In September 1990, once the EPA cleanup was completed, the city began accepting bids for the demolition of the buildings. Beaver Valley Demolition of Aliquippa was awarded the contract and was eventually paid about $293,000. The demolition commenced in November 1990 and took about eight months. The only building left intact was the main office building, which was still occupied by the Shenango Valley School of Business.
In the early 1990’s the city attempted to attract several possible tenants for its proposed industrial park, but it was difficult while efforts continued regarding the cleanup of the soil. The officials of the Arkansas-based Wal-Mart Stores Inc., who eventually opened a Walmart Superstore in Union Township in December 1995, were even approached about acquiring the property. Meanwhile, in late 1994, the removal of four 4,000-gallon underground storage tanks, each half-filled with contaminants and harmless sediment, was undertaken.
The cleanup of the contaminated soil was finally funded and authorized in early 1995. The New Castle News of Thursday, March 30, 1995, reported, “Decontamination of the former Johnson Bronze site is expected to take less than three months, and a city development official is optimistic that the property then will be ready to meet new industrial prospects… The operation involves removal, stabilization and disposal of soils containing elevated levels of lead and polychlorinated biphenyls, and backfilling and grading of the excavated areas. Groundwater contaminated with volatile organic compounds will be treated… The contracted company, Autumn Technical Services of Warren, Ohio, began soil sampling March 13. The work is being done in 20-foot intervals and involves removal of soil to a maximum depth of five feet. The potentially contaminated soil on the property will be stabilized with lime and then will be taken to the Browning-Ferris Industries Inc. landfill in Poland Township, Ohio, for disposal.”
By the end of 1995 various state and federal environmental officials deemed the former Johnson Bronze property ready for redevelopment. During a press conference held on Tuesday, May 21, 1996, Mayor Tom Fulkerson announced the site was being renamed as the New Castle Commerce Park. The next day’s edition of the New Castle News quoted Fulkerson with, “That area has been a problem for the city for so long that mention of the name conjures up nightmares. We are about to take the old site and bring in new investors, new businesses and new jobs… We feel that a new name would eliminate the stigma associated with the place.” During the summer of 1996 the city spent almost $105,000 to have tons of fill dirt dumped at the site.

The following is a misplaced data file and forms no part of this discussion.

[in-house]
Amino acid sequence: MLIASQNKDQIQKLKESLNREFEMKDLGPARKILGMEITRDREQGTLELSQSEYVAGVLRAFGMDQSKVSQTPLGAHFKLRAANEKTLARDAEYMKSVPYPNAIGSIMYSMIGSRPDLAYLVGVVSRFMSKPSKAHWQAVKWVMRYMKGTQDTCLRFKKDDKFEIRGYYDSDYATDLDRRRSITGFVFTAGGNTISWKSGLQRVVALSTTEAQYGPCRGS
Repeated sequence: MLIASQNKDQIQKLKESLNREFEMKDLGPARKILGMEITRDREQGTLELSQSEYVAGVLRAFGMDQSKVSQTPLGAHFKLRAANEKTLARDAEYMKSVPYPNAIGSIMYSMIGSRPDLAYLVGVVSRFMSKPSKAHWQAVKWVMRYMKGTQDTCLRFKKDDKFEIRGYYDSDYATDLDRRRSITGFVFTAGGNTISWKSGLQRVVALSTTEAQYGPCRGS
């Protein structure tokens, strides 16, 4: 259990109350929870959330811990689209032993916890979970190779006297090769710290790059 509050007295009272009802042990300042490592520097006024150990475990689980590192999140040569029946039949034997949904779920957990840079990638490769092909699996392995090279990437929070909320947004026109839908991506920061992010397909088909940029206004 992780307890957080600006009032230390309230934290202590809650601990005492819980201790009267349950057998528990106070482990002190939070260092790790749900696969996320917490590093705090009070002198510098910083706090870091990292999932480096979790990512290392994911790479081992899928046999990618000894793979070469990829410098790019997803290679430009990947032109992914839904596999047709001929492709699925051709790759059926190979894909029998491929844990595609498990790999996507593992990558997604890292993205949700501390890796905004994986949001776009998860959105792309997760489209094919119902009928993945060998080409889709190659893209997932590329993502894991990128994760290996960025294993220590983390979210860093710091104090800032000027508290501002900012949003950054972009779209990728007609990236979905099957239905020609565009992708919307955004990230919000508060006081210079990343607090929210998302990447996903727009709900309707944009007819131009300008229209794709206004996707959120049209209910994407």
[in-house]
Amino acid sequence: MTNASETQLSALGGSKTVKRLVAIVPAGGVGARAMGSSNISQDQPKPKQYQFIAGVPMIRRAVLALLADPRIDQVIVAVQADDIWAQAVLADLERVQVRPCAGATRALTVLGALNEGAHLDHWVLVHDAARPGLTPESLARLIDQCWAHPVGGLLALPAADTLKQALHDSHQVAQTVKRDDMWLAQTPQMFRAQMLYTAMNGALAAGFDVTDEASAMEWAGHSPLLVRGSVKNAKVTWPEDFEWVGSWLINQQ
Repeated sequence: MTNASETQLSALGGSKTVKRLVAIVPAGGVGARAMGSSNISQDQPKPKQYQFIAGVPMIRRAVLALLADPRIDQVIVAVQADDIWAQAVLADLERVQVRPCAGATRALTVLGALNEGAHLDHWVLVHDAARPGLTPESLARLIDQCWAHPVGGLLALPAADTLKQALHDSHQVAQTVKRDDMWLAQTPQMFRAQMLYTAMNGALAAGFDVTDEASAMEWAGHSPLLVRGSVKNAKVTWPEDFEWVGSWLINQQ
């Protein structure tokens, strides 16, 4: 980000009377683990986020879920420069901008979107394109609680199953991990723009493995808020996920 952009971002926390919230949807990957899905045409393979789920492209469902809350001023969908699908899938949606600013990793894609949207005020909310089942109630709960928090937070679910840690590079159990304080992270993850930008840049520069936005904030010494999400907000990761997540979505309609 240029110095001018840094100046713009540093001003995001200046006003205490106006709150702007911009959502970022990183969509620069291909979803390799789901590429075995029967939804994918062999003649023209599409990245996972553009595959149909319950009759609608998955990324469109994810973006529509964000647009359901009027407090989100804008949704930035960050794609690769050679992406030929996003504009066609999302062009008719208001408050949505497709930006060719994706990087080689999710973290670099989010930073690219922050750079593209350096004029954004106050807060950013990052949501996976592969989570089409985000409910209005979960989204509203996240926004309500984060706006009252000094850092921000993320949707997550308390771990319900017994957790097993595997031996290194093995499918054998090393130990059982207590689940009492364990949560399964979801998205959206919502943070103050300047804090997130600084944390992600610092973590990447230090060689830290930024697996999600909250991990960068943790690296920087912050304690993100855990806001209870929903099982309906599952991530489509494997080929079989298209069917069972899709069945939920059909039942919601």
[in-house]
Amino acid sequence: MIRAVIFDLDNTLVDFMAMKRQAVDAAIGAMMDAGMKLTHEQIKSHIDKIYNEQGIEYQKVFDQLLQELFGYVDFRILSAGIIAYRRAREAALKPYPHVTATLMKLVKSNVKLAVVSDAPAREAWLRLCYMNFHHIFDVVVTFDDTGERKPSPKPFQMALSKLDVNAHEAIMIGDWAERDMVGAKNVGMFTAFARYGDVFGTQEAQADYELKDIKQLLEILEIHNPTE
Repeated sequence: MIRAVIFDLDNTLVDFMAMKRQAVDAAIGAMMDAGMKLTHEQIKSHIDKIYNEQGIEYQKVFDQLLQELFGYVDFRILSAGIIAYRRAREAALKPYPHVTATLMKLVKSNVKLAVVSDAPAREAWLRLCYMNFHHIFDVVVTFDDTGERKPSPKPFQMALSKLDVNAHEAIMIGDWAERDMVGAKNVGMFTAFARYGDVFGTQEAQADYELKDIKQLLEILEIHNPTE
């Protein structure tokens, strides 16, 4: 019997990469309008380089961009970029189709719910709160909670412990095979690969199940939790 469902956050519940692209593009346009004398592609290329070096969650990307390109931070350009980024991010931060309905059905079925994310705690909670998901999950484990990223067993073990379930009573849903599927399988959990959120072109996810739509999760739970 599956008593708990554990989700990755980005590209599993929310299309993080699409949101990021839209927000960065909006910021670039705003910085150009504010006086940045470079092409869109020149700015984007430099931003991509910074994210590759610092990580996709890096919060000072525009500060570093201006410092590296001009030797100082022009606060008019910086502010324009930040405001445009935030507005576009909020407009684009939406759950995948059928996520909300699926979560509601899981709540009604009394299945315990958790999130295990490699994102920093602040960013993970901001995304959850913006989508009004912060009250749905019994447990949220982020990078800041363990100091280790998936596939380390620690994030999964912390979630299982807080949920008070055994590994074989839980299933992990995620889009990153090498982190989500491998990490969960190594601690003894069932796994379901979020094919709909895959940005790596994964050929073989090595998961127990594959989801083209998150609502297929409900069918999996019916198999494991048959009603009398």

On Thursday, July 17, 1996, Pennsylvania Governor Tom Ridge visited New Castle and one of his stops was at the former Johnson Bronze site. He brought a state check for $750,000 to assist in the continuing redevelopment of the site. During his stop a symbolic groundbreaking was undertaken by owners of several companies expressing interest in relocating to the location.
In 1994 the Shenango Valley School of Business vacated the former office building, and it was shuttered. The idea of renovating the structure was under discussion for some time and grant money was used to undertake an inspection. In January 1996 it was announced the plan was being abandoned and in early 1997 bids were accepted for asbestos removal and demolition. The building was cleared away a few months later. The main building of the Johnson Bronze plant No. 2 along Mahoning Avenue was occupied by the Nelson Group, a maker of wooden pallets and skids.
Businesses slowly gravitated to the improved site. In late January 1997 two businesses, D’Vron Ceramic Studio and Rocca’s Italian Foods, purchased several acres and began plans to build. D’Vron Ceramic Studio, a manufacturer of custom china products, was likely the first company to break ground in the fall of 1997. The co-owners and many of the workers were formerly employed at Shenango China, which closed its doors in 1991. Rocca’s Italian Foods, specializing in producing pasta, was close behind. Both were opened in late summer of 1998. In the coming years additional companies opened facilities in the New Castle Commerce Park, including Linton Industries, Richardson Cooling Packages, Huston Group, and Castle Maintenance Products.
Johnson Bronze, a longtime mainstay of the South Side, and the Flaherty family are both fondly remembered for their proud history of manufacturing quality products for the automotive industry.
To read about the company adopting the name Johnson Bronze in 1916 click on: NAME OF CONCERN IS CHANGED ARTICLE. To read about the expansion effort began in 1916 click on: EXPANSION ARTICLES. To learn more about the plant employing women in its skilled positions beginning in 1918 click on: TO EMPLOY WOMEN IN PLANT HERE ARTICLE. To read about the woman employees of the company marching in a Red Cross parade in May 1918 click on: JOHNSON BRONZE GIRLS COLLECT $26 ARTICLE. To read two articles about another expansion began in 1920 click on: NEW EXPANSION ARTICLES. Accidents involving employees at Johnson Bronze seemed less frequent then at other local plants. To read about a heroic effort to stop a potentially major fire at the plant in early 1923 click on: FLEMING PREVENTS DISASTROUS FIRE ARTICLE.